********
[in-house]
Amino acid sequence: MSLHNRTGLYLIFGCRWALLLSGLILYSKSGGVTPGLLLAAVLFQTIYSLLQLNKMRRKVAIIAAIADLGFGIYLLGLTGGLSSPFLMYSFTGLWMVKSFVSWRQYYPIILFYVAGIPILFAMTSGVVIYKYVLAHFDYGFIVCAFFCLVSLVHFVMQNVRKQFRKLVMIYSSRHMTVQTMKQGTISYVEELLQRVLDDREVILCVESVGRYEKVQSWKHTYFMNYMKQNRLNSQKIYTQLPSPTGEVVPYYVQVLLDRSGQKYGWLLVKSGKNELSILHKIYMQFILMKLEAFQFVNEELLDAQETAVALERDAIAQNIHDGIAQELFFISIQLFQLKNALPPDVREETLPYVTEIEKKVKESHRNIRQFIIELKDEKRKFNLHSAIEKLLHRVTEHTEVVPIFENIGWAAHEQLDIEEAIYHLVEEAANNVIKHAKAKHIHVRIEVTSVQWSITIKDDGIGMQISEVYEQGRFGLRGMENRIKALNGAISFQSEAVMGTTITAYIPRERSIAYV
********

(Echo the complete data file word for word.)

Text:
[in-house]
Amino acid sequence: MSLHNRTGLYLIFGCRWALLLSGLILYSKSGGVTPGLLLAAVLFQTIYSLLQLNKMRRKVAIIAAIADLGFGIYLLGLTGGLSSPFLMYSFTGLWMVKSFVSWRQYYPIILFYVAGIPILFAMTSGVVIYKYVLAHFDYGFIVCAFFCLVSLVHFVMQNVRKQFRKLVMIYSSRHMTVQTMKQGTISYVEELLQRVLDDREVILCVESVGRYEKVQSWKHTYFMNYMKQNRLNSQKIYTQLPSPTGEVVPYYVQVLLDRSGQKYGWLLVKSGKNELSILHKIYMQFILMKLEAFQFVNEELLDAQETAVALERDAIAQNIHDGIAQELFFISIQLFQLKNALPPDVREETLPYVTEIEKKVKESHRNIRQFIIELKDEKRKFNLHSAIEKLLHRVTEHTEVVPIFENIGWAAHEQLDIEEAIYHLVEEAANNVIKHAKAKHIHVRIEVTSVQWSITIKDDGIGMQISEVYEQGRFGLRGMENRIKALNGAISFQSEAVMGTTITAYIPRERSIAYV